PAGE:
Though I saw it all around
Never thought I could be affected
Thought that we'd be the last to go
It is so strange the way things turn

Tuesday, September 18, 2012

Linkee-poo always gets the replay, never seen him fall

Partial solar eclipse on Mars caught by Curiosity. It's really small, but OMG! If that just doesn't give you a geekgasm right there, I'm not sure you're getting the most out of these links. (Pointed to by Dan)

New adjustments to the Alcubierre warp drive concept reduce the power needed to warp space time by a dramatic amount, making it probable. Or, in other words, Warp 10, Mr. Scott! Of course, as with any great fall, it's the sudden stop at the end that's killer. So, yeah that with a portable mass we might achieve FTL travel, but because of the way the drive works, when we slow down, the release of energy would pretty much sterilize the space around us. But that'll make the Klingons happy, especially Capt. Kruge. (Pointed to by John)

First an artificial bladder, and now a "bioartificial" trachea. Just in case anybody tells you we aren't living in the future. (Grokked from Jay Lake)

"10. It is not always the job of people shouting outside impressive buildings to solve problems. It is often the job of the people inside, who have paper, pens, desks, and an impressive view." Lemony Snicket with thirteen ('natch) observations on Occupy Wall Street. (Grokked from Paolo Bacigalupi)

Boy it's a good thing that global climate change is a hoax. 'Cause if it weren't, all the things happening this summer, from the crop failures to the dead deer and disappearance of fish eating birds would be quite alarming. Oh, and because they're not discussing it for the presence of salt water in taps as the Gulf of Mexico attempts to replace the waters of the lower Mississippi, drinking salt water is not a good thing to do (exceptions made when directed by a doctor, but salt water is hypertonic and will draw water from your body instead of refreshing your parched tissues). Oh, and pay no attention to that sea ice in the arctic. Obviously the liberals in Greenpeace are just punking us and hiding the ice behind Greenland. Please note the part about how sea ice creates highly salted cold water (extra dense in other words), which sinks and helps drives the oceans currents. (Grokked from Jay Lake)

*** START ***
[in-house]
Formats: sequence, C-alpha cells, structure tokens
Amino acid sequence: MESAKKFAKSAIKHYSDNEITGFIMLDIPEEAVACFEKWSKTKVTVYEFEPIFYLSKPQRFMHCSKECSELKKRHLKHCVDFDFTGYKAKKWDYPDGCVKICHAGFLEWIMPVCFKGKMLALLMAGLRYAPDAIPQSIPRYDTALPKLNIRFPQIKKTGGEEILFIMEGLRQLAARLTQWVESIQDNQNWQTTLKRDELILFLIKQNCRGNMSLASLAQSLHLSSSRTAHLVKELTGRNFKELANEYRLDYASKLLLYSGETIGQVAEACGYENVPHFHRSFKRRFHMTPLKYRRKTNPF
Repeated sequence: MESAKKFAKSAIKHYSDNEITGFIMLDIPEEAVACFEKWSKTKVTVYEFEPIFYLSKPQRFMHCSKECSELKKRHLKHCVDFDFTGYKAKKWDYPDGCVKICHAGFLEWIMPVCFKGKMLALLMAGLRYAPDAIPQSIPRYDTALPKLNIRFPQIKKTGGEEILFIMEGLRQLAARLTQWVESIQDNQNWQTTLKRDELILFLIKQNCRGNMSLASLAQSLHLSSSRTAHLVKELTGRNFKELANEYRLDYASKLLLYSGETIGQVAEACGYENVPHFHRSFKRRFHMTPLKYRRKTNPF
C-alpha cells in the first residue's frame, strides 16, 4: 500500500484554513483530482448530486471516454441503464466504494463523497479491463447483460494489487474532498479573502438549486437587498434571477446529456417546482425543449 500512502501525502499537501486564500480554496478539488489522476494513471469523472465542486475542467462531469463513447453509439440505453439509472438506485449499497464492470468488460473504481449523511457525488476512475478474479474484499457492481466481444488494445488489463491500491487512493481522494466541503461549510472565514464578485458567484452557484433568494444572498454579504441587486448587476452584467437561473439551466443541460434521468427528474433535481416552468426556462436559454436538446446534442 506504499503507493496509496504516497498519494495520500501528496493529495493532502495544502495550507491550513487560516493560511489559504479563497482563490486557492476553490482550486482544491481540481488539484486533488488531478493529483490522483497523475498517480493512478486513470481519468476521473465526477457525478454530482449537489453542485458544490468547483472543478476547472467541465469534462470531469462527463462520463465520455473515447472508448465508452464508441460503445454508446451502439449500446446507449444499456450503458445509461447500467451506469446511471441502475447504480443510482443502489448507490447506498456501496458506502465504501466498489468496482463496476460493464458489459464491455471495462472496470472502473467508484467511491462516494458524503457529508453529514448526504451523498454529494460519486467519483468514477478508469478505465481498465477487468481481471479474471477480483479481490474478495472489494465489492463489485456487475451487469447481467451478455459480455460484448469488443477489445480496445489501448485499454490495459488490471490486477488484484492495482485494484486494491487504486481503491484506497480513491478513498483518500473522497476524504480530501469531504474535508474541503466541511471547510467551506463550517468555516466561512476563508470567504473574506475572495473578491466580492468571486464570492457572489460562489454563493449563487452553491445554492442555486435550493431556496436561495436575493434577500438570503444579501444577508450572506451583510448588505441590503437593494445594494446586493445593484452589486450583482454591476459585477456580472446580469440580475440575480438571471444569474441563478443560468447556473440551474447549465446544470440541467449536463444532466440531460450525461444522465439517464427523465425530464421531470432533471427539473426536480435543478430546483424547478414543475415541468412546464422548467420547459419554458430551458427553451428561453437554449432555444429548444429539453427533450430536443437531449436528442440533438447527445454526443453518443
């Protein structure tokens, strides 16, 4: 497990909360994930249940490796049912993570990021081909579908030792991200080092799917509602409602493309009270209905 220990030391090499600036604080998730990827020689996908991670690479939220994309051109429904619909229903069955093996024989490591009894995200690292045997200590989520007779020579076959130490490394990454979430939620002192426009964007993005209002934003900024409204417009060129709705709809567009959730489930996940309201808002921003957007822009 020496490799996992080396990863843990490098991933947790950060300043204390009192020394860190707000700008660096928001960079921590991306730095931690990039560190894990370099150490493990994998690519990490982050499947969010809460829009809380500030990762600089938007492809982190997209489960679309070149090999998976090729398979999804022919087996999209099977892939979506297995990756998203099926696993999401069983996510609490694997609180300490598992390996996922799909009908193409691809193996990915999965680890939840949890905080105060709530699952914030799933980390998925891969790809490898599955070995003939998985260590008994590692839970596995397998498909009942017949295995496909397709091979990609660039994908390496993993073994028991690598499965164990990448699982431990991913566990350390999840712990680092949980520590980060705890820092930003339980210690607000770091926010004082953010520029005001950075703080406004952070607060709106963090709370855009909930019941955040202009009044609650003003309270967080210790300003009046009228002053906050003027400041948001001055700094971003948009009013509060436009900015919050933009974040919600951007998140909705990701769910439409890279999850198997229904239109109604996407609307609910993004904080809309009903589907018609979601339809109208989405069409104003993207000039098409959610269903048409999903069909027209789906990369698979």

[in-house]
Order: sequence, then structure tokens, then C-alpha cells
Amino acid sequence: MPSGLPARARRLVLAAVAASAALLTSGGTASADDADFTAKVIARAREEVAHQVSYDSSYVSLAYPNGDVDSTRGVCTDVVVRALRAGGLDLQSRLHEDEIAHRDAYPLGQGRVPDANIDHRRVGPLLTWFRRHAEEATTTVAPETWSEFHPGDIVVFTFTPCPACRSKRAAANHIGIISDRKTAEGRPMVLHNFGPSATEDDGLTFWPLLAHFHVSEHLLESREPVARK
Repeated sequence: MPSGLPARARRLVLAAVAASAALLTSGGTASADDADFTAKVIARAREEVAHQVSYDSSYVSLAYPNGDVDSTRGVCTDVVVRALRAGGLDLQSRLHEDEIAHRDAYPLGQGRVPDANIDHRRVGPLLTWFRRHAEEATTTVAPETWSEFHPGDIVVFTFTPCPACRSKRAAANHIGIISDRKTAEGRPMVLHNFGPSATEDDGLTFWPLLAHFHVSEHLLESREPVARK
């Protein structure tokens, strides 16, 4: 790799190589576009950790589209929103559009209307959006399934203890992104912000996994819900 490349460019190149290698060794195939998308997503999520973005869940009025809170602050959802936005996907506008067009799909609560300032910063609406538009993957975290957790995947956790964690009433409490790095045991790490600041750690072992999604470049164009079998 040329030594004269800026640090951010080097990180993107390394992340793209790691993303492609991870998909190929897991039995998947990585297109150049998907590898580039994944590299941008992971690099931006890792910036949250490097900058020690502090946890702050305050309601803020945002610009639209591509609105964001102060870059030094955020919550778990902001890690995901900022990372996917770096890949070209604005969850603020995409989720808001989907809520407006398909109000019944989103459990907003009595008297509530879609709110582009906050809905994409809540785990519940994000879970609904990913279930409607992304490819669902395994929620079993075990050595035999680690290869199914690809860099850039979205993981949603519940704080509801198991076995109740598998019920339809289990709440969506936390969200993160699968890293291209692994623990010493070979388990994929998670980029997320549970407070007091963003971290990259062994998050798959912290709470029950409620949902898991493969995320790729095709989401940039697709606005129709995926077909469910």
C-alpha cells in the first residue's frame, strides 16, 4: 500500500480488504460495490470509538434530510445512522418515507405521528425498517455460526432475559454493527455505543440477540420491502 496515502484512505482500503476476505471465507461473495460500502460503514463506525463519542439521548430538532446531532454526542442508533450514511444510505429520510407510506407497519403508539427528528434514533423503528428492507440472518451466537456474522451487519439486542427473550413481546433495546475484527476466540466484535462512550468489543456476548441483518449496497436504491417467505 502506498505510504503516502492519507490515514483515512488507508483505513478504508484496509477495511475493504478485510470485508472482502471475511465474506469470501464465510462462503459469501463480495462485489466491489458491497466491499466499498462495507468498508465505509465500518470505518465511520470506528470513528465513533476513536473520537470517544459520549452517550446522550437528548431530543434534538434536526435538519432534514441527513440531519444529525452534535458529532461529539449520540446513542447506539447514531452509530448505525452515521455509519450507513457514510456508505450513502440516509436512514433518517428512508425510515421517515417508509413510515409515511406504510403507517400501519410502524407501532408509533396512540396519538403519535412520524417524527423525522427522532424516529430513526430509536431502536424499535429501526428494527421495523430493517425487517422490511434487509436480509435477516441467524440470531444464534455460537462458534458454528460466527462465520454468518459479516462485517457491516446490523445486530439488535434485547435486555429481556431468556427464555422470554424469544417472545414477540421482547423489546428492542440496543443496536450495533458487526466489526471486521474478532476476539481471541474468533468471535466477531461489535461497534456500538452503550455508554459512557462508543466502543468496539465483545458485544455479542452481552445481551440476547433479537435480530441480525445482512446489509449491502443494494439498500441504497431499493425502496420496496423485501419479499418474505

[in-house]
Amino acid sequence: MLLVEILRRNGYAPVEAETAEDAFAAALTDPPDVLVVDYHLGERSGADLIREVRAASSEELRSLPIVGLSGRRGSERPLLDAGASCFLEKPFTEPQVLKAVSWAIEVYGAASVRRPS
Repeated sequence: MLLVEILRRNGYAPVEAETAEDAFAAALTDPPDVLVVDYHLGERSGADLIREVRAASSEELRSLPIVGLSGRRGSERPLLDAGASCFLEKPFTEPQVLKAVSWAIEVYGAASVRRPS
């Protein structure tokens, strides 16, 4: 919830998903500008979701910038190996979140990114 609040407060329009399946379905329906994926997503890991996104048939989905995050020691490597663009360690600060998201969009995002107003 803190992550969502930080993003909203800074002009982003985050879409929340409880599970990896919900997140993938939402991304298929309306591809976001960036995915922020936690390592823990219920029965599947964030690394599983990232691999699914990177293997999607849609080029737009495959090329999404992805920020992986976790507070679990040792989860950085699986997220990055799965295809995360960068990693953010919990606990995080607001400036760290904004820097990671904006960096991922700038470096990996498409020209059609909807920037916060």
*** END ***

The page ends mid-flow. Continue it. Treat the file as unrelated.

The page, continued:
Does Mitt Romney believe that almost half the citizens in the US are shiftless grifters sucking the government, and by extension the rich people who pay all the taxes, dry? Why yes he does. You know all those ubber secret, high priced fund raisers he held, the ones with no press allowed so they wouldn't sully the millionaires with their presence? Well, I guess someone there knew how to run their smart phone's video camera. Here you see the inside, Romney without the mask. If it doesn't make you upset, you're not listening to what he's saying and to whom he is saying it to and how this differs from what he says when he knows the cameras are on. Before these are attempted to be taken down by lawsuits, you should watch them. And that's what we call "shooting yourself in the foot." However, compared to how much you've heard about the video that ignited the protests around the Muslim world, I doubt these will get as much press attention. Also, this is another reason why I'm no longer a Republican, I've experience too many of these types of conversations with conservatives. The unfortunate result of this will probably be limited to the frisking of the help and metal detectors at the next event. (Grokked from Jason Sanford and just about everywhere now)

Or as I tweeted last night: @steve_buchheit: to my progressive friends, yes the Mittser suffered gun-to-foot disease today, let's not drink the champaign yet. It's a long way to Nov. Even now, not a lot of voters are paying attention.

A reality check on the Mittsters claims, the mind set of "makers and takers" and why it's Reagan and GW's fault. (Grokked from Morgan J Locke)